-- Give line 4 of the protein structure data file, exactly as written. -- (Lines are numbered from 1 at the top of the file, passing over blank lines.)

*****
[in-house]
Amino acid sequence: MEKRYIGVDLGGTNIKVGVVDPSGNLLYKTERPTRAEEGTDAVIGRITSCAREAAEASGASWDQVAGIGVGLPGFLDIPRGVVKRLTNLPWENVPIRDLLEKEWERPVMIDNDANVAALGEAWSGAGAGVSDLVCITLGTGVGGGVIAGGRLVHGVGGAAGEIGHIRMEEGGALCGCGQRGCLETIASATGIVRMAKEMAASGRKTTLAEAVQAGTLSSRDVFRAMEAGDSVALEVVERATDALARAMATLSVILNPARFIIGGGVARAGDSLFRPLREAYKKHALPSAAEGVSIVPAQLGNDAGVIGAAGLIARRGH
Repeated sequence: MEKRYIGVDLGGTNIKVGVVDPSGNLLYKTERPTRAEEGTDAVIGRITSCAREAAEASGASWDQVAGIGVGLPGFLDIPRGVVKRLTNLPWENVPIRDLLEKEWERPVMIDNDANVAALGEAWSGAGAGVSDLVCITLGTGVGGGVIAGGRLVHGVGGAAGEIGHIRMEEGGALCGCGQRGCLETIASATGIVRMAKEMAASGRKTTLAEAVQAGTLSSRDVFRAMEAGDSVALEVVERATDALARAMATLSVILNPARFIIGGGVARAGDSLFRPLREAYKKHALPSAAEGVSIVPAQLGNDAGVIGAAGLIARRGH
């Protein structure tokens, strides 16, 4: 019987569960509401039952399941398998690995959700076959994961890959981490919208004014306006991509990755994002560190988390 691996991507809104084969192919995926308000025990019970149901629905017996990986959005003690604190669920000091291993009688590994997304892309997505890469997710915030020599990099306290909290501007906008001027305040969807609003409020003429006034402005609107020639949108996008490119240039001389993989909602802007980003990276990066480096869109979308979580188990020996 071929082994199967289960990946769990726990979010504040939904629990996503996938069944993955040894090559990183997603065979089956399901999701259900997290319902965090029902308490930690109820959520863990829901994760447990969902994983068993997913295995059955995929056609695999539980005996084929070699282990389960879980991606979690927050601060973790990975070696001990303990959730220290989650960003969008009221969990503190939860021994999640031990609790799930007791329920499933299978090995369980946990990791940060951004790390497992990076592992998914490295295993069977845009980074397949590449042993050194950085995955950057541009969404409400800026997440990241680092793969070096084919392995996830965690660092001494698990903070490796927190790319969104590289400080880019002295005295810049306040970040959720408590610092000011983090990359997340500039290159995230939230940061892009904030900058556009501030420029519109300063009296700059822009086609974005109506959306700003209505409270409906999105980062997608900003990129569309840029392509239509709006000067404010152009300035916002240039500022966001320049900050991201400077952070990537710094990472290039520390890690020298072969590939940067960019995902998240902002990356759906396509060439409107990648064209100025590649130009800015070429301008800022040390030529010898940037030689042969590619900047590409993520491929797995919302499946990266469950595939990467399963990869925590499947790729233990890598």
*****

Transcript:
């Protein structure tokens, strides 16, 4: 019987569960509401039952399941398998690995959700076959994961890959981490919208004014306006991509990755994002560190988390 691996991507809104084969192919995926308000025990019970149901629905017996990986959005003690604190669920000091291993009688590994997304892309997505890469997710915030020599990099306290909290501007906008001027305040969807609003409020003429006034402005609107020639949108996008490119240039001389993989909602802007980003990276990066480096869109979308979580188990020996 071929082994199967289960990946769990726990979010504040939904629990996503996938069944993955040894090559990183997603065979089956399901999701259900997290319902965090029902308490930690109820959520863990829901994760447990969902994983068993997913295995059955995929056609695999539980005996084929070699282990389960879980991606979690927050601060973790990975070696001990303990959730220290989650960003969008009221969990503190939860021994999640031990609790799930007791329920499933299978090995369980946990990791940060951004790390497992990076592992998914490295295993069977845009980074397949590449042993050194950085995955950057541009969404409400800026997440990241680092793969070096084919392995996830965690660092001494698990903070490796927190790319969104590289400080880019002295005295810049306040970040959720408590610092000011983090990359997340500039290159995230939230940061892009904030900058556009501030420029519109300063009296700059822009086609974005109506959306700003209505409270409906999105980062997608900003990129569309840029392509239509709006000067404010152009300035916002240039500022966001320049900050991201400077952070990537710094990472290039520390890690020298072969590939940067960019995902998240902002990356759906396509060439409107990648064209100025590649130009800015070429301008800022040390030529010898940037030689042969590619900047590409993520491929797995919302499946990266469950595939990467399963990869925590499947790729233990890598």